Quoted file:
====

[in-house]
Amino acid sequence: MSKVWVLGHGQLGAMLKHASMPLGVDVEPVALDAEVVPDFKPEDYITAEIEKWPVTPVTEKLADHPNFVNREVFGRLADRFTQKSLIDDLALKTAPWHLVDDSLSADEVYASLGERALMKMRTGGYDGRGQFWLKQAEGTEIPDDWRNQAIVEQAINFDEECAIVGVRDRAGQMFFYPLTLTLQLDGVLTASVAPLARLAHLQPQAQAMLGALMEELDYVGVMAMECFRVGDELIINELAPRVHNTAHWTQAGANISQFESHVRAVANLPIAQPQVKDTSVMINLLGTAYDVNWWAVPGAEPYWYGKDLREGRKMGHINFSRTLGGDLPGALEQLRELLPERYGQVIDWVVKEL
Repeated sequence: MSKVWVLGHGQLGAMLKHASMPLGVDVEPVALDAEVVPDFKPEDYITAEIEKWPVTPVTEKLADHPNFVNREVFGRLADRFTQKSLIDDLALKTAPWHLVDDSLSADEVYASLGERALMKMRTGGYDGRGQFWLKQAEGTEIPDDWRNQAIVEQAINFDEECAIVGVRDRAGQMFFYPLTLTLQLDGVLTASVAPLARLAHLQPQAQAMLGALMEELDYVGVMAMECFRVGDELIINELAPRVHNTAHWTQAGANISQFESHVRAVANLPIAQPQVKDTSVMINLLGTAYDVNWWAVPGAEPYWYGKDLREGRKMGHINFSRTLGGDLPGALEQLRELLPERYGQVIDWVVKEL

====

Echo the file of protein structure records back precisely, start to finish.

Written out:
[in-house]
Amino acid sequence: MSKVWVLGHGQLGAMLKHASMPLGVDVEPVALDAEVVPDFKPEDYITAEIEKWPVTPVTEKLADHPNFVNREVFGRLADRFTQKSLIDDLALKTAPWHLVDDSLSADEVYASLGERALMKMRTGGYDGRGQFWLKQAEGTEIPDDWRNQAIVEQAINFDEECAIVGVRDRAGQMFFYPLTLTLQLDGVLTASVAPLARLAHLQPQAQAMLGALMEELDYVGVMAMECFRVGDELIINELAPRVHNTAHWTQAGANISQFESHVRAVANLPIAQPQVKDTSVMINLLGTAYDVNWWAVPGAEPYWYGKDLREGRKMGHINFSRTLGGDLPGALEQLRELLPERYGQVIDWVVKEL
Repeated sequence: MSKVWVLGHGQLGAMLKHASMPLGVDVEPVALDAEVVPDFKPEDYITAEIEKWPVTPVTEKLADHPNFVNREVFGRLADRFTQKSLIDDLALKTAPWHLVDDSLSADEVYASLGERALMKMRTGGYDGRGQFWLKQAEGTEIPDDWRNQAIVEQAINFDEECAIVGVRDRAGQMFFYPLTLTLQLDGVLTASVAPLARLAHLQPQAQAMLGALMEELDYVGVMAMECFRVGDELIINELAPRVHNTAHWTQAGANISQFESHVRAVANLPIAQPQVKDTSVMINLLGTAYDVNWWAVPGAEPYWYGKDLREGRKMGHINFSRTLGGDLPGALEQLRELLPERYGQVIDWVVKEL